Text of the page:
tales from the little pink house
Tuesday, May 26, 2009
Erika Johnson 's farewell to Nashville show at Twist 58 for June 6-27th 2009
accumulata | dematerialization
installation | performance
What happens when objects are let go?
A work about possession(s). Opening reception June 6, 2009 from 6 pm to 9 pm. Dematerialization at 8:30 pm June 6, -June 27.
discarded exoskeletons of cicadas
art show invitations
little sheaves of paper held together with safety pins
a jewelry rack
a waffle iron
hens and chicks
items found in the trash heaps of ghost towns
happy meal toys
books of instruction
Laina Seay at Twist 73 for June 6- 27th 2009
Laina Seay was born in Tupelo Mississippi, 1986, and raised in rural western Kentucky. She has recently graduated with a Bachelors of Fine Art from Western Kentucky University, studying ceramics under Tom Bartel. In 2007 she spent the summer working for the Alexandria Virginia Commission for the Arts doing research on public art programs resulting in a collaborative report submitted to the National Endowment for the Arts. Her work has been shown nationally including at the National Convention for Ceramic Arts, which awarded her the Regina Brown Fellowship grant for Undergraduates. Currently, she is attending graduate school.
The physical properties of clay allow me to exploit its nature in both raw and fired forms. Using video I am able to utilize the ephemeral nature of clay in an unfired, raw state by documenting the material as it dissolves in water or other liquids. By working in this manner I satisfy both my need to create objects and the requirements to capture the event. Other methods of working I use include multiple object interaction and installation.
Working in this manner I am able to combine what I make with my interests in politics, current events, and the human condition. Themes I often explore include individualism, consequences of authoritative power, and the role of citizens as a check of governing power. Events surrounding the last four years directly fuel my art as our country deals with war, economic crisis, and political expansion. The ultimate question I ask is what is in and out of our control as individual citizens both in our domestic government systems and on the global stage.
Sunday, May 17, 2009
Monday, May 11, 2009
Tour guide takes artistic approach to history at Belmont Mansion
She's an antebellum action figure by day, but also Twist Gallery curator and artist-in-residence at the Downtown Presbyterian Church. It's no wonder it has taken Beth Gilmore a while to get her installation of prints, cut paper and portraits ready for exhibit at Belmont Mansion.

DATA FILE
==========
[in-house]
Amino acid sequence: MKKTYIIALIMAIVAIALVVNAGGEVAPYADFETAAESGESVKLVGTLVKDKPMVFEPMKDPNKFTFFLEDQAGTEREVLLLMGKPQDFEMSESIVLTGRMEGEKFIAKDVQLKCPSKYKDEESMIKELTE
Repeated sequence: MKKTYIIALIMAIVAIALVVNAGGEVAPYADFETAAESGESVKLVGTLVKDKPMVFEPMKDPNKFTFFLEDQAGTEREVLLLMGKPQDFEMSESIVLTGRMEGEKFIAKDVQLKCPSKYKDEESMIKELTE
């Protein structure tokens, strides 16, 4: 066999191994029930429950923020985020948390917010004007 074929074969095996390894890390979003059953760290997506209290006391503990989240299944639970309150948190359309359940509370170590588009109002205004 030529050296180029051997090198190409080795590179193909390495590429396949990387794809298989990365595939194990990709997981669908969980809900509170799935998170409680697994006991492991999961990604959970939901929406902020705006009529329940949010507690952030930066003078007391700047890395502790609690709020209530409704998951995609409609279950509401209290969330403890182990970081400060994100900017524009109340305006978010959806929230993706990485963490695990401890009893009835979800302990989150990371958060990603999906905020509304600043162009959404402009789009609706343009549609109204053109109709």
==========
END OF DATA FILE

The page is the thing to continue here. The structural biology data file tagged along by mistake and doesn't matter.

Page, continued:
Gilmore has spent most of her adult life working at the mansion, where she has portrayed Adelicia Acklen, the Belmont matriarch, as well as many of her contemporaries. She has also found inspiration for her art.
Set in an Acklen's bedroom — which remains un-restored and is normally off-limits to visitors — Tell Me a Story includes over-size paper doilies and prints featuring images (portraits and other items) Gilmore found throughout the mansion.
"In giving tours and in making art both, I hope to tell stories in two different ways," Gilmore says. "Here, I get to bring together two different parts of my life, two different worlds for me and for my audience."
Tell Me a Story opens with a reception 5-9 p.m. today at Belmont Mansion, 1900 Belmont Blvd. The installation remains on view through May 15. Hours are 10 a.m.-4 p.m. Monday-Saturday and 1-4 p.m. Sunday. There is no admission fee for the opening; normal admission runs from $3 to $10. For information, call 460-5459 or go to www.belmontmansion.com.
— MICHELLE JONES, FOR THE TENNESSEAN
Tuesday, May 05, 2009
Nashville Scene Critic's pick
Beth Gilmore's Tell Me a Story at the Belmont Mansion
Beth Gilmore's Tell Me a Story
Date/Time:Sun., May 10, 1:00pm-9:00pm
Beth Gilmore's installation Tell Me a Story gives the local artist an opportunity to bring her art home again. Gilmore--a long-time employee at the Mansion--has borrowed images from Ward-Belmont College in her collages and paintings, which have always favored historical discovery to pop-cultural pillaging. Displaying her latest creation in an un-restored space in the venerable manse gives Gilmore the ultimate opportunity: making art out of the building itself. This unique pairing will give Gilmore a chance to blur the line between different storytelling forms, but--like all historical events--this one will be fleeting. The exhibit shows tonight only.